This is an archived article that was published on sltrib.com in 2012, and information in the article may be outdated. It is provided only for personal research purposes and may not be reprinted.
Limited snow continued to damage retail sales of snow sports gear across the country in January, but the West was hurt the least.
SnowSports Industries America (SIA) said retail sales of equipment, apparel and accessories in the West were down 2.1 percent to $529 million for the sales season that began in late August. Nationally, sales of almost $2.7 billion through the end of January represented a decline of 4.5 percent. The number of individual items sold fell by 12 percent year-over-year.
"January sales brought little relief to a market suffering from lack of snow," said SIA Research Director Kelly Davis, noting "sales are tracking with the weather, with the West holding steady and the Northeast suffering the most."
Sales in the Northeast were down 12 percent in dollar value from the previous August-through-January period, according to data collected from 1,200 snow sports retailers nationwide by The Leisure Trends Group.
Figures for sales in Utah were not available, but the tenor of the SIA report reflected the character of the business cycle at Salty Peaks, a snowboarding-oriented retailer in the Millcreek area of east-central Salt Lake County.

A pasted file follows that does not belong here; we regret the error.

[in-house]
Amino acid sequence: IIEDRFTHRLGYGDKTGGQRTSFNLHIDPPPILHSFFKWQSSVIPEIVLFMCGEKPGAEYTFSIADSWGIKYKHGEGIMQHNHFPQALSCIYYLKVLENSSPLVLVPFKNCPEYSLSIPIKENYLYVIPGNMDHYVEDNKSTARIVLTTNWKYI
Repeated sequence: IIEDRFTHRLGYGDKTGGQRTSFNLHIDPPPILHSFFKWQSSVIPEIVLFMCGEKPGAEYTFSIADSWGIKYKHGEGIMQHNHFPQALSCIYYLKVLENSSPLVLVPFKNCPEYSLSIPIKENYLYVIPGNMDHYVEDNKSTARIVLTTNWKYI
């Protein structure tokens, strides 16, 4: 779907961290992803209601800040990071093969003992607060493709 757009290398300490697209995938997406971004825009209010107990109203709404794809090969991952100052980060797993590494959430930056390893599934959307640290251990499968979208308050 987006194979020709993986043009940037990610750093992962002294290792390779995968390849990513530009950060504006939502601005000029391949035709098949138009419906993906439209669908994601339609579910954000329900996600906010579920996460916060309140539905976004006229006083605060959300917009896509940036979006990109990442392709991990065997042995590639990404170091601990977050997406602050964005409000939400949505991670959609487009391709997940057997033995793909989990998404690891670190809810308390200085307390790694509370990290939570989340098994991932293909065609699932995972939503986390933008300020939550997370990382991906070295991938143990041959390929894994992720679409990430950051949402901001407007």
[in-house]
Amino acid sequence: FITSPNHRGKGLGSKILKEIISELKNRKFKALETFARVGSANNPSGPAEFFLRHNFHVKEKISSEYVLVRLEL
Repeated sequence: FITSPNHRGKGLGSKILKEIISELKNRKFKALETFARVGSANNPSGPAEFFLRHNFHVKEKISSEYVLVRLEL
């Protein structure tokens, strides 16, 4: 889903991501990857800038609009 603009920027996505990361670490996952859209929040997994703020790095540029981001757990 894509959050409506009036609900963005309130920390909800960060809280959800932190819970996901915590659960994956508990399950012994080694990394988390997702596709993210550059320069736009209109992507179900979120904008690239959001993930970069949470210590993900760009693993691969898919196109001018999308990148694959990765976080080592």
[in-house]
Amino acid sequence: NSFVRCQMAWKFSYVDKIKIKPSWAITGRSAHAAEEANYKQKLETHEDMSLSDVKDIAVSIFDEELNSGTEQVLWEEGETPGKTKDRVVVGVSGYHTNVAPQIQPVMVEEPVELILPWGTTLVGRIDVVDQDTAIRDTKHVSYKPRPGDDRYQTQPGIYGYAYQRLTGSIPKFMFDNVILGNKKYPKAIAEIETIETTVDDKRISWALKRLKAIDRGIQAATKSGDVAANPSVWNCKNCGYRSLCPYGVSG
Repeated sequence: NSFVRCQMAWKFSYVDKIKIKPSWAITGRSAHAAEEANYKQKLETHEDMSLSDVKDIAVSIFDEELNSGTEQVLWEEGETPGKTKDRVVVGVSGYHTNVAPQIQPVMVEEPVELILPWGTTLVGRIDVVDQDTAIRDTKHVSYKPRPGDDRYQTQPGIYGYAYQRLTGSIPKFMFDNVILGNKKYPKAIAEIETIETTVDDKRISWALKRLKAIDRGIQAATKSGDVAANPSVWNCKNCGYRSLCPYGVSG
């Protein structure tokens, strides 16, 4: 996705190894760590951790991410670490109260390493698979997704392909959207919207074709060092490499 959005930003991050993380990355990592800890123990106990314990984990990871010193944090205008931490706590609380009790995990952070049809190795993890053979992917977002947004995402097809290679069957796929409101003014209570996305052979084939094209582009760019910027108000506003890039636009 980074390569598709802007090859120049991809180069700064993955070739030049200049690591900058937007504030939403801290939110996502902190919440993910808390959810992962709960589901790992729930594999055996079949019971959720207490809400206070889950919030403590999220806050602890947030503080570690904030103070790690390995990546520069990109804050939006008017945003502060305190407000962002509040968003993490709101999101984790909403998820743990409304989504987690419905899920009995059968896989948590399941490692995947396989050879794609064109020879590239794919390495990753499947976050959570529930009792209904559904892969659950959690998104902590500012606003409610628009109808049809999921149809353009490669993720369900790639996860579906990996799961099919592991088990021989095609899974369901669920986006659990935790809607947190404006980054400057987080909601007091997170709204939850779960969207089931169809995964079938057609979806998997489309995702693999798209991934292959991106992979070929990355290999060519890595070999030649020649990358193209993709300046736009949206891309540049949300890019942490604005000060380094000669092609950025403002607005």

"I don't have any numbers, but from working here, we were definitely down," said Kerri Fukui, a store manager. "We equate it all to the snow or the lack thereof. I just don't think people get as excited about [snowboarding or skiing] until it starts snowing."
Case in point: After last week's storms, foot traffic in Salty Peaks was "busier than the norm," Fukui said. "As soon as it snows, it gets busy."
The SIA report said sales of snow sports goods were down 16 percent at both the big chain stores and at specialty outlets, such as Salty Peaks.
But "the online sales channel is doing quite well," SIA's Davis said. Unit sales are up 10 percent, while the dollar value of those sales grew 12 percent.
Online sales of Alpine ski equipment did particularly well, she noted, up 24 percent in units moved and 22 percent in dollar value.
Among all types of stores, apparel sales were the strongest between August and January, falling just 2 percent below totals of the same period a year earlier. Equipment sales were down 9 percent, while accessories such as goggles and waxes dropped off 16 percent, the SIA report said.
Among specific products, Davis said, "reverse camber skis were flying out of retail despite a lack of fresh powder," while sales were also good for fat and twin-tipped skis.
"Nordic equipment sales are suffering acutely from lack of snowfall," she added, citing sales that are down 30 percent in number of units and 26 percent in dollar value.
From August until the end of January, snow sports retailers in the West took in 2.1 percent less revenue than they did in the same period a year earlier:
• Equipment (skis, boots): Up 0.7 percent
• Apparel (coats, gloves): Up 1.1 percent
• Accessories (goggles, wax): Down 7.6 percent
• Total: Down 2.1 percent
Source: SnowSports Industries America